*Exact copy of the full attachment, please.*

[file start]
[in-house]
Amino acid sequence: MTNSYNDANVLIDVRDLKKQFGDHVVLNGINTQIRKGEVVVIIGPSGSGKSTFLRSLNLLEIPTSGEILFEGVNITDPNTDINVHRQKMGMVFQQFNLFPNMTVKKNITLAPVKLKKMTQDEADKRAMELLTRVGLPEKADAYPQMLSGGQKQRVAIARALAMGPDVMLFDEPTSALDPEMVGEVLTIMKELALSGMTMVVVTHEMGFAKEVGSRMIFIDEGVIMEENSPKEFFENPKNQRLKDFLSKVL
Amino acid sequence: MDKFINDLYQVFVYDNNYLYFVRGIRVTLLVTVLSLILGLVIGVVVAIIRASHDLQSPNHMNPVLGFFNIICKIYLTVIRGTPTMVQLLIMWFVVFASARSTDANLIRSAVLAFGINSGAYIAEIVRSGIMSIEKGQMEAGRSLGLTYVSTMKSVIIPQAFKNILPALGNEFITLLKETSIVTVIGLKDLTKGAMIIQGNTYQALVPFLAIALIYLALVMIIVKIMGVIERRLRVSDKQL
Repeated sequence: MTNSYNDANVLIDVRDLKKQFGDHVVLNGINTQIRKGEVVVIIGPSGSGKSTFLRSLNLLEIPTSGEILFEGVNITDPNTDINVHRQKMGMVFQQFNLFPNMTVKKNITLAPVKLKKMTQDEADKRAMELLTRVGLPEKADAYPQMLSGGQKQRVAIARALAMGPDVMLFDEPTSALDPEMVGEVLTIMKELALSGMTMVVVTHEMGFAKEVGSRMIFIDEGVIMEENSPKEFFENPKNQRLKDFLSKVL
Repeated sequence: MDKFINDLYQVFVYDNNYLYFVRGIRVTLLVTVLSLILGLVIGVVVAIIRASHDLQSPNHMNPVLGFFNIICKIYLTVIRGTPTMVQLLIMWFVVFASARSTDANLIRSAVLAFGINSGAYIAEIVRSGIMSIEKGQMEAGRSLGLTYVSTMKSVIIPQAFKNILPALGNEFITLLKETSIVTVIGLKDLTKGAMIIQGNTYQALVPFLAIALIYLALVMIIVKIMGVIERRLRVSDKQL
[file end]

[in-house]
Amino acid sequence: MTNSYNDANVLIDVRDLKKQFGDHVVLNGINTQIRKGEVVVIIGPSGSGKSTFLRSLNLLEIPTSGEILFEGVNITDPNTDINVHRQKMGMVFQQFNLFPNMTVKKNITLAPVKLKKMTQDEADKRAMELLTRVGLPEKADAYPQMLSGGQKQRVAIARALAMGPDVMLFDEPTSALDPEMVGEVLTIMKELALSGMTMVVVTHEMGFAKEVGSRMIFIDEGVIMEENSPKEFFENPKNQRLKDFLSKVL
Amino acid sequence: MDKFINDLYQVFVYDNNYLYFVRGIRVTLLVTVLSLILGLVIGVVVAIIRASHDLQSPNHMNPVLGFFNIICKIYLTVIRGTPTMVQLLIMWFVVFASARSTDANLIRSAVLAFGINSGAYIAEIVRSGIMSIEKGQMEAGRSLGLTYVSTMKSVIIPQAFKNILPALGNEFITLLKETSIVTVIGLKDLTKGAMIIQGNTYQALVPFLAIALIYLALVMIIVKIMGVIERRLRVSDKQL
Repeated sequence: MTNSYNDANVLIDVRDLKKQFGDHVVLNGINTQIRKGEVVVIIGPSGSGKSTFLRSLNLLEIPTSGEILFEGVNITDPNTDINVHRQKMGMVFQQFNLFPNMTVKKNITLAPVKLKKMTQDEADKRAMELLTRVGLPEKADAYPQMLSGGQKQRVAIARALAMGPDVMLFDEPTSALDPEMVGEVLTIMKELALSGMTMVVVTHEMGFAKEVGSRMIFIDEGVIMEENSPKEFFENPKNQRLKDFLSKVL
Repeated sequence: MDKFINDLYQVFVYDNNYLYFVRGIRVTLLVTVLSLILGLVIGVVVAIIRASHDLQSPNHMNPVLGFFNIICKIYLTVIRGTPTMVQLLIMWFVVFASARSTDANLIRSAVLAFGINSGAYIAEIVRSGIMSIEKGQMEAGRSLGLTYVSTMKSVIIPQAFKNILPALGNEFITLLKETSIVTVIGLKDLTKGAMIIQGNTYQALVPFLAIALIYLALVMIIVKIMGVIERRLRVSDKQL